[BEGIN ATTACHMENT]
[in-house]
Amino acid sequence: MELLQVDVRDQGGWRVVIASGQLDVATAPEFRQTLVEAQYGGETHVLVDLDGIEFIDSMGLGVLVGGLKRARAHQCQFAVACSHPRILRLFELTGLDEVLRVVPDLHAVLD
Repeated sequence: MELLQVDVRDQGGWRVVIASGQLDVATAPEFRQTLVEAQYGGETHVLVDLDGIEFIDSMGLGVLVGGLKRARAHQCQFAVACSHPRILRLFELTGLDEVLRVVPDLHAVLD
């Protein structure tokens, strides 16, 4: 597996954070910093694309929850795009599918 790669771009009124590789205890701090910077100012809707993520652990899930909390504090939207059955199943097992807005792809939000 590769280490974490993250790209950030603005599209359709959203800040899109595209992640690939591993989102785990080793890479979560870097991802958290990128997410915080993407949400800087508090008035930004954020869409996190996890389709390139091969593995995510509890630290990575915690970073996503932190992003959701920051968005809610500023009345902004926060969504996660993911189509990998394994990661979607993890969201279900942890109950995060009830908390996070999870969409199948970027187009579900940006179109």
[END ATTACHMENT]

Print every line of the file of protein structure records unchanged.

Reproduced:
[in-house]
Amino acid sequence: MELLQVDVRDQGGWRVVIASGQLDVATAPEFRQTLVEAQYGGETHVLVDLDGIEFIDSMGLGVLVGGLKRARAHQCQFAVACSHPRILRLFELTGLDEVLRVVPDLHAVLD
Repeated sequence: MELLQVDVRDQGGWRVVIASGQLDVATAPEFRQTLVEAQYGGETHVLVDLDGIEFIDSMGLGVLVGGLKRARAHQCQFAVACSHPRILRLFELTGLDEVLRVVPDLHAVLD
């Protein structure tokens, strides 16, 4: 597996954070910093694309929850795009599918 790669771009009124590789205890701090910077100012809707993520652990899930909390504090939207059955199943097992807005792809939000 590769280490974490993250790209950030603005599209359709959203800040899109595209992640690939591993989102785990080793890479979560870097991802958290990128997410915080993407949400800087508090008035930004954020869409996190996890389709390139091969593995995510509890630290990575915690970073996503932190992003959701920051968005809610500023009345902004926060969504996660993911189509990998394994990661979607993890969201279900942890109950995060009830908390996070999870969409199948970027187009579900940006179109």